photo courtesy of Beloit College

Construction of the first iteration of the Blackhawk Generating Station in Beloit, Wisconsin, was completed in 1907. The steam-powered, coal-fired power plant, which was renovated in seven stages throughout the first half of the 20th century, remained in operation until 2005. In 2010, plant owner Alliant Energy made the decision to decommission the facility due to a reduction in demand for power within the plant’s service territory.

While the decommissioning of a power plant normally marks its final chapter, the structure’s location and durable build got the attention of administrators at neighboring Beloit College, who identified its potential as a fitness and recreation space for students.

“The college has had an immediate need for new recreation, fitness and health space, and a longer-term need for new student union space,” Daniel Schooff, Beloit College’s chief of staff and secretary of the college, told Civil Engineering, the magazine of the American Society of Civil Engineers, in 2015. “The college hired local engineering and architecture firms to examine the structure, look at the original blueprints and consider the feasibility of repurposing the facility to meet the campus’s needs. What we found is an incredibly robust structure. It is an all-steel-frame structure. In the engineering of buildings [in the early 20th century], you were typically overbuilding. The functions that the college hoped to build would place much less load on the structure than what it already supported.”

In June 2014, Alliant and Beloit agreed to a three-year deal where the college would try to raise the $38 million needed to repurpose the plant into a 120,000-square-foot student center and athletics facility. After the college successfully raised the needed funds via $28 million in donations and $10 million in state and federal funding and tax credits, Lapeer, Michigan-based North American Dismantling Corp. (NADC) was awarded a contract by Alliant Energy in May 2017 to perform decommissioning, selective demolition and plant strip out work on the power plant.
photo courtesy of NADC

Before the work could commence, NADC was asked to provide engineering plans to protect architectural items throughout the powerhouse that needed to remain protected during the demolition phase of construction. Because the college wanted to preserve the industrial look and feel of the building, structures like Blackhawk’s coal hoppers, overhead cranes and 175-foot smokestack, among other structures, were to remain.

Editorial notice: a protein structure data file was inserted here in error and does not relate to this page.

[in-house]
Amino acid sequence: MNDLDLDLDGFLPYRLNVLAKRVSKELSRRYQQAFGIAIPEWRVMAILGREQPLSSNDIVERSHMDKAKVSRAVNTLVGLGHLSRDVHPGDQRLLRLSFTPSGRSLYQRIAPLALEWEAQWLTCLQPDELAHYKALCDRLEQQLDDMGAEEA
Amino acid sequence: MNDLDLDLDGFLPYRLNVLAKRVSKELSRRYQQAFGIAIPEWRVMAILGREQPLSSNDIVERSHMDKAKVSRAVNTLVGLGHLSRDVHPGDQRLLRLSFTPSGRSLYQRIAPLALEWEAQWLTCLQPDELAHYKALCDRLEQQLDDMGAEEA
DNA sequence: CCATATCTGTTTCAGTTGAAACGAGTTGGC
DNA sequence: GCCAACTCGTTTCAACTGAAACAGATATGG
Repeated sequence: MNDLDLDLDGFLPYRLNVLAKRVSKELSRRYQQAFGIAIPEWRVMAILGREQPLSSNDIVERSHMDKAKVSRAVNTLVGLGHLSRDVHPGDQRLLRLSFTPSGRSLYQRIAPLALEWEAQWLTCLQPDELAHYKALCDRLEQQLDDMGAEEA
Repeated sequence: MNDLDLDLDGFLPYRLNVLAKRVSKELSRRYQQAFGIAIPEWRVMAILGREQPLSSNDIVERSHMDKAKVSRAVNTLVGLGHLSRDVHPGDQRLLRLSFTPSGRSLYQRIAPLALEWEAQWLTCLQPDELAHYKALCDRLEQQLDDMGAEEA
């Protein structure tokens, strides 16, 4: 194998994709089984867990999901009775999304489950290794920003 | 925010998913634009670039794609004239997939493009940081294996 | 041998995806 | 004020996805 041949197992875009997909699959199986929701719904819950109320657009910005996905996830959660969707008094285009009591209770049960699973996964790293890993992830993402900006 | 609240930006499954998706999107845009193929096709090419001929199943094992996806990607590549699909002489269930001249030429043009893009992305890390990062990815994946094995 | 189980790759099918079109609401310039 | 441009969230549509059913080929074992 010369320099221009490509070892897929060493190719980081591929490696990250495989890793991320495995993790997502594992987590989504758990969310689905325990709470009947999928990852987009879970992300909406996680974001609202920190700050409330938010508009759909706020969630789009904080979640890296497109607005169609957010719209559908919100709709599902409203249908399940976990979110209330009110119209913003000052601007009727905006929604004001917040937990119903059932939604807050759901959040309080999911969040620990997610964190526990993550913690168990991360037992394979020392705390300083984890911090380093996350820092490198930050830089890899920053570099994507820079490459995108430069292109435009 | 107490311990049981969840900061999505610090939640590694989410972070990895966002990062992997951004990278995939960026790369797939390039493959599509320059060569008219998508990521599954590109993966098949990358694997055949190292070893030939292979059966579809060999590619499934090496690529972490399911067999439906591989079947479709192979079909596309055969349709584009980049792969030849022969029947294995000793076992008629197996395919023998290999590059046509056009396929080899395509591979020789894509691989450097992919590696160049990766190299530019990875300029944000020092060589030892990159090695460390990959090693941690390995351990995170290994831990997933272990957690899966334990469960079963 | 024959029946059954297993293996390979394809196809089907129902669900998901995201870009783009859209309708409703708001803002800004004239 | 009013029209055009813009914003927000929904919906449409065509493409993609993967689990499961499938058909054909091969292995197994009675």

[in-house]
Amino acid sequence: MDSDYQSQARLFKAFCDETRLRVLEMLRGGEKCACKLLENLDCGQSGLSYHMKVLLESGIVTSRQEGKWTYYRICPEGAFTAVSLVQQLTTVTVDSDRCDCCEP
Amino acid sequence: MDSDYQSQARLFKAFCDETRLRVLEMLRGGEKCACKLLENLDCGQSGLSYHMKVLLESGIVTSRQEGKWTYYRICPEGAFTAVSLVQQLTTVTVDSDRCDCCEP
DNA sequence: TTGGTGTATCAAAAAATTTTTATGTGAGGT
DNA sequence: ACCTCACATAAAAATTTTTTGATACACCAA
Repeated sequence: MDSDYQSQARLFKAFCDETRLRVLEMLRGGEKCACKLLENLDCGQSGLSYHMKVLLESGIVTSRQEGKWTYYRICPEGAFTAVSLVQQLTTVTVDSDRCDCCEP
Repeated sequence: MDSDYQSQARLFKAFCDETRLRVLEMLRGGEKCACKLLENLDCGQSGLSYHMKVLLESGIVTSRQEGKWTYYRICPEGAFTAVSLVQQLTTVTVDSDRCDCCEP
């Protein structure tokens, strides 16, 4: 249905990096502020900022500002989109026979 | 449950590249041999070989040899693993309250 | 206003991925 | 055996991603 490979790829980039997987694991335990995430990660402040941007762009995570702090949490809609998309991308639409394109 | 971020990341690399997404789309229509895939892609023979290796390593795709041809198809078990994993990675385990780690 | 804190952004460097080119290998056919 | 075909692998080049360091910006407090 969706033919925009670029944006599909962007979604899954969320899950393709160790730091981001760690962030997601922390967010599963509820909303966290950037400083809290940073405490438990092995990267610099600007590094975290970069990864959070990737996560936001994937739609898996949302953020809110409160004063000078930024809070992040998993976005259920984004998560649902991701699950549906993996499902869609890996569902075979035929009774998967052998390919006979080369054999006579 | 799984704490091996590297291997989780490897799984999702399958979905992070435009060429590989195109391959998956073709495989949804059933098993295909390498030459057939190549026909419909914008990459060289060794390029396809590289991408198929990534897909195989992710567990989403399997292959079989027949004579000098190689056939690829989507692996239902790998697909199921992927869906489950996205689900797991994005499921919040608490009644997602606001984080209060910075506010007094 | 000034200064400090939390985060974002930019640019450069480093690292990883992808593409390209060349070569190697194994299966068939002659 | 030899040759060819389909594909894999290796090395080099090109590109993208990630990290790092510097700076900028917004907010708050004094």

According to Vic Chappel, sales and marketing for NADC, the Blackhawk project required nuanced planning and coordination between parties to ensure the structure retained its integrity throughout the demolition process.

“North American Dismantling Corp. was proud and excited to be a part of the powerhouse to student center conversion project, as it allowed us to interject our decades-long experience and capabilities involving interior and selective demolition,” he says. “In planning this project, NADC coordinated with Alliant Energy and Beloit College to help ensure the project was completed safety, timely and on budget. NADC handled all permitting associated with the project including demolition and abatement permits, road closures, river work permits [for the nearby Rock River] and more. NADC also coordinated with Beloit College to create a final topographical survey which allowed for proper site drainage while leaving a suitable area for Beloit College to also build a new addition. NADC [was also charged with] executing the salvage of many items which were plotted to remain in place for historical value as planned by Beloit College.”

photo courtesy of NADC

The project at hand

Before NADC could get to work removing structures and demoing parts of the building, the company subcontracted Environmental Demolition Inc. to perform abatement on the project. Although NADC says the majority of the abatement had been previously performed by another contractor, Environmental Demolition Inc.’s work consisted of the removal and disposal of electrical components, pipe insulation, window glazing and other friable and non-friable asbestos, and other retired plant components.